Now, consider the biggie "floating abstraction" we all know and love: "god." For most people, their concept of "god" is a floating abstraction because they do not form it from a valid integration of other concepts, nor is it based on direct perception. In other words, their concept of ``god'' is not arrived at through logical induction or deduction from other valid concepts; nor is it based on direct observation of "god." Their concept of "god" is totally disconnected from their conceptual hierarchy. This is the exact meaning of "floating." Their concept of "god" metaphorically "floats" off on its own, as opposed to being part of a valid conceptual hierarchy

Note: this only applies to those people who accept the concept of god on faith. If you use a process of reason to try to arrive at a concept of god, but make a mistake in your reasoning, then your concept of "god" is not a floating abstraction. A mistake in your reasoning can lead you to form invalid concepts- but not every invalid concept is a floating abstraction. If you tried to reduce your concept of god back down to the perceptual level- you would fail, because the concept of god has no referent in reality. God does not exist

The Stolen ConceptThe fallacy of the stolen concept refers to one's method of argument or alleged reasoning. If one argues that you cannot prove that you exist, he commits the fallacy of the stolen concept because he relies on the fact that you exist to accept your proof. Essentially, he denies that you exist, and will accept a proof from you (who does not exist.) The concept of proof is very abstract, and in the context of human argument, is based on the fact that a person (who exists) is providing a series of logical statements. The concept ``proof'' depends on a host of concepts: language, man, truth, consciousness, and existence (to name just a few down the conceptual chain.) To hold the concept of "proof" as an irreducible primary "steals" the concept from your conceptual hierarchy: it no longer logically depends on its constituent concepts or percepts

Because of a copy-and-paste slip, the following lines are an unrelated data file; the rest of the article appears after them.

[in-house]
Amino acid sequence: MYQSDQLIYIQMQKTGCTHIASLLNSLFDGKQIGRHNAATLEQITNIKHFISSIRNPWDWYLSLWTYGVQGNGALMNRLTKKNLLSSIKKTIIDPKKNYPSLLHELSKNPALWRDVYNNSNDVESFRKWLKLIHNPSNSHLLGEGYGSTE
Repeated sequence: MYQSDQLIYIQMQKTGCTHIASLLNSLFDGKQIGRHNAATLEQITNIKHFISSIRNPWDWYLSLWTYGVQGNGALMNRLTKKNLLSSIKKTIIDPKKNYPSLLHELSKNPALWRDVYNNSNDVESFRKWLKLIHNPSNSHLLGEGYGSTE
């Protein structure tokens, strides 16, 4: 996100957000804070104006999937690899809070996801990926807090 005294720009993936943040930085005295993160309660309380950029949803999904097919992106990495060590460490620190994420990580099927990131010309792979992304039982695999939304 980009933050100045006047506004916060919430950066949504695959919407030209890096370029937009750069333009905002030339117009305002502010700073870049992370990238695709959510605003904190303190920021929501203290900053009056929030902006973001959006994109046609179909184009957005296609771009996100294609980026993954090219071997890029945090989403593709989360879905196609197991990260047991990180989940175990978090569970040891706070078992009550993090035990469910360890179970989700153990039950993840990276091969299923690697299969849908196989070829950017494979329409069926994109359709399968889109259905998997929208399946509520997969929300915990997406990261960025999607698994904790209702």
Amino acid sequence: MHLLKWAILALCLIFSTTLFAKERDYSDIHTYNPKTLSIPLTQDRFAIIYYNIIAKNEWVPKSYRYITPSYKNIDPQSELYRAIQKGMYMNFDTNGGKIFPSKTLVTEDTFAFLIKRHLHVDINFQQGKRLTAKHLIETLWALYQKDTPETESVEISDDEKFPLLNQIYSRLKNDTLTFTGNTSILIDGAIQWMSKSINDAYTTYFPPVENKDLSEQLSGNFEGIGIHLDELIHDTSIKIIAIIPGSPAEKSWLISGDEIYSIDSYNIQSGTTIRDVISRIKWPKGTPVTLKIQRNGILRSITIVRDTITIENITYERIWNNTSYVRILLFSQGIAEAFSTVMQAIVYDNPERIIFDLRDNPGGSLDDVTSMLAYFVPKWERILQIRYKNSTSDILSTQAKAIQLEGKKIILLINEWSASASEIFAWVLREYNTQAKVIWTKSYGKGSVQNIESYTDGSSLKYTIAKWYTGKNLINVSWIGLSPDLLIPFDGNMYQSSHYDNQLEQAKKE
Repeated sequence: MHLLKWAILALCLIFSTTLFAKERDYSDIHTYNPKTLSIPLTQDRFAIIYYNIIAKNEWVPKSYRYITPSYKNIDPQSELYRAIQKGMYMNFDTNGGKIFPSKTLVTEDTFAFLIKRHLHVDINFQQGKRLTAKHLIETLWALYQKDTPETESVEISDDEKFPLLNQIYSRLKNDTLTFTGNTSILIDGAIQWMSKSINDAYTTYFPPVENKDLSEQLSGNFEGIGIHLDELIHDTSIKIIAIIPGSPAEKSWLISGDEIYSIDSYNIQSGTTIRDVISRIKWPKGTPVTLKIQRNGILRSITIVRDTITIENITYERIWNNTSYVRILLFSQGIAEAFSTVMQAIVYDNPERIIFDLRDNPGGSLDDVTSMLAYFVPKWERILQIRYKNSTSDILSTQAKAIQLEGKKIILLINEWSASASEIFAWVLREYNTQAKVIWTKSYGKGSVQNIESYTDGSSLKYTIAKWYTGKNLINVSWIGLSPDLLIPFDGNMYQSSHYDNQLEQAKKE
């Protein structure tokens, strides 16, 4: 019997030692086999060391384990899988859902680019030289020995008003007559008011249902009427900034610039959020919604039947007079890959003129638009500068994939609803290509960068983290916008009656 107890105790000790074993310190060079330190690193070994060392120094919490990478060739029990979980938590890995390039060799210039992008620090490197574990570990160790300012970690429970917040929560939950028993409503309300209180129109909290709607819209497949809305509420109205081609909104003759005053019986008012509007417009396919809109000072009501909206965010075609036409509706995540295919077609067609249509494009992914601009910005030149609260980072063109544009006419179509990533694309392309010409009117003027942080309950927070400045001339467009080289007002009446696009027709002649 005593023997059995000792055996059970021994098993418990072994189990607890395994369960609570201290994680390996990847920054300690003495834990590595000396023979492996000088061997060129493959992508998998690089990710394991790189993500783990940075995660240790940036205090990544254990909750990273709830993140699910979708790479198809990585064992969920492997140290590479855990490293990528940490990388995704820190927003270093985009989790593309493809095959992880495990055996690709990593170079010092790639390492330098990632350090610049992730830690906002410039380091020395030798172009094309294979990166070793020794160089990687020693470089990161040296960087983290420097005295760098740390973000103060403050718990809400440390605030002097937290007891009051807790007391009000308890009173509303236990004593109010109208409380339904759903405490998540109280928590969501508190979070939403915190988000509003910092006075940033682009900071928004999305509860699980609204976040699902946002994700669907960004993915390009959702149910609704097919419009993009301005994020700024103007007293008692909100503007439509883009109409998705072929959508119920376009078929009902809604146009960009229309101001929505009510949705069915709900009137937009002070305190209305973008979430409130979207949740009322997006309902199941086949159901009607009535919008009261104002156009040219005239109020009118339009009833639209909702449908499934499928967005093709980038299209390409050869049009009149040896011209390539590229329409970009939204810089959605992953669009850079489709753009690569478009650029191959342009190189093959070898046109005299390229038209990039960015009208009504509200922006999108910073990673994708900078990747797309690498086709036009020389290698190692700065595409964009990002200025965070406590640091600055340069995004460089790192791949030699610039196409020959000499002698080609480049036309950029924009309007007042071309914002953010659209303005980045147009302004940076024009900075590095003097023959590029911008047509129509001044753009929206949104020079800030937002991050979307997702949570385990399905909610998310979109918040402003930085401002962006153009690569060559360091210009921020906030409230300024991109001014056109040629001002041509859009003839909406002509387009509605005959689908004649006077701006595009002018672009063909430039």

The Essence of the ProblemTo summarize the differences between floating abstractions and the stolen concept fallacy: ¥While a floating abstraction has no possible reduction to the perceptual level; the fallacy of the stolen concept ignores the logical reduction of a concept

¥A floating abstraction has no relation to reality; stealing concepts denies a particular concept's relation to reality

But, these two errors are very similar: ¥Both are a fundamental rejection of the hierarchical nature of knowledge. Floating abstractions are detached from the conceptual hierarchy, and the fallacy of the stolen concept destroys the existing hierarchy.

J. William Pierce

Copyright 7#169; April, 1996.